Upon learning of Brandon Roy's impending medical retirement, my first reaction is sadness, and my second is bewilderment.
First, obviously, there is the sadness. As most of you know, I spend a lot of time in the Rose City and saw quite a bit of the Blazers, so I feel an extra twinge of anguish at seeing such a good player being cut down in his prime. Roy was one of the league's 10 best players in 2008-09 and 2009-10, and the Blazers were the league's team of the future. It's easy to forget this now, but Oklahoma City executives were actually pointing to Portland as their model, saying they were a year behind where the Blazers were.
More than a player, Roy was also a swell guy and, when it came to dealing with the media, one of the league's most accessible stars. Beyond being really good, he was an easy player to root for, especially in a Portland community that had mostly experienced the opposite in the preceding seasons. His arrival signaled a rebirth for the franchise from the messy end to the "Jail Blazer" era, built around likeable players and deft drafting.
All that is out the window, although in some ways it eases the Blazers' pain. Much of the tab for Roy's remaining four years and $68 million will be picked up by insurance. In April, his contract will come off the cap entirely, which will put Portland in position to sign a max-contract free agent (provided it can find one who likes drizzle, bike lanes and independent bookstores).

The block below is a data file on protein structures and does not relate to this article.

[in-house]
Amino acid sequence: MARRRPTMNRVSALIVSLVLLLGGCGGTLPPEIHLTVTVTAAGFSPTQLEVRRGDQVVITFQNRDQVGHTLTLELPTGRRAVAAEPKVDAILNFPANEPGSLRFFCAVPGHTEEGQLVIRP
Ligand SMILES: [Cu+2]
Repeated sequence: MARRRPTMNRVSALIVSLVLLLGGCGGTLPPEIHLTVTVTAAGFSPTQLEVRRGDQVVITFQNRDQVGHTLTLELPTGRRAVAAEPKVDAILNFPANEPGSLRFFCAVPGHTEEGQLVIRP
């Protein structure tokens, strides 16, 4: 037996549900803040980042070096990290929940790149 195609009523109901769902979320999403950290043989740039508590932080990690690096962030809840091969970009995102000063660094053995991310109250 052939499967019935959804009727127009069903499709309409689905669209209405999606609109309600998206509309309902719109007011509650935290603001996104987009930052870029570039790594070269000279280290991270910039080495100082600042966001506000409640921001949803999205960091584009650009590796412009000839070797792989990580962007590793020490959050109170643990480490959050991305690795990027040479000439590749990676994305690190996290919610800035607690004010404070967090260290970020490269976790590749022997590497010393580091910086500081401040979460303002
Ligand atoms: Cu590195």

In the meantime, we're left with questions about a bizarre week in Blazerland, which follows on the heels of a lot of other weirdness. For instance, you usually don't hear about a player retiring within days of the coach naming him a starter or the other assorted proclamations we heard from the Blazers this week about Roy's health.
Once again, one has to wonder who's really calling the shots in Portland these days and whether everybody is on the same page. Although Chad Buchanan, a capable executive, holds the acting GM title (after the team churned through Kevin Pritchard and Rich Cho in less than a year), it appears team president Larry Miller has considerable influence, as does coach Nate McMillan. Many suspect the guy ultimately pulling the strings is Bert Kolde, a confidant of owner Paul Allen who lives in Seattle and has never worked in the league.
What's amazing is that, in the wake of all this and the fact that Greg Oden hasn't been healthy for most of the past half-decade, Portland still should have a pretty good team and make the playoffs again. The Blazers have an All-Star in the making in LaMarcus Aldridge and several good role players. Roy's announcement positions them to recover quickly.
But it's a disappointment compared to the promise of three years ago, when it appeared a Roy-Aldridge-Oden nucleus was poised for world domination. They'll be a nice team that wins more than half its games and probably loses in the first round of the playoffs again, but one can only wonder what might have been before fate intervened.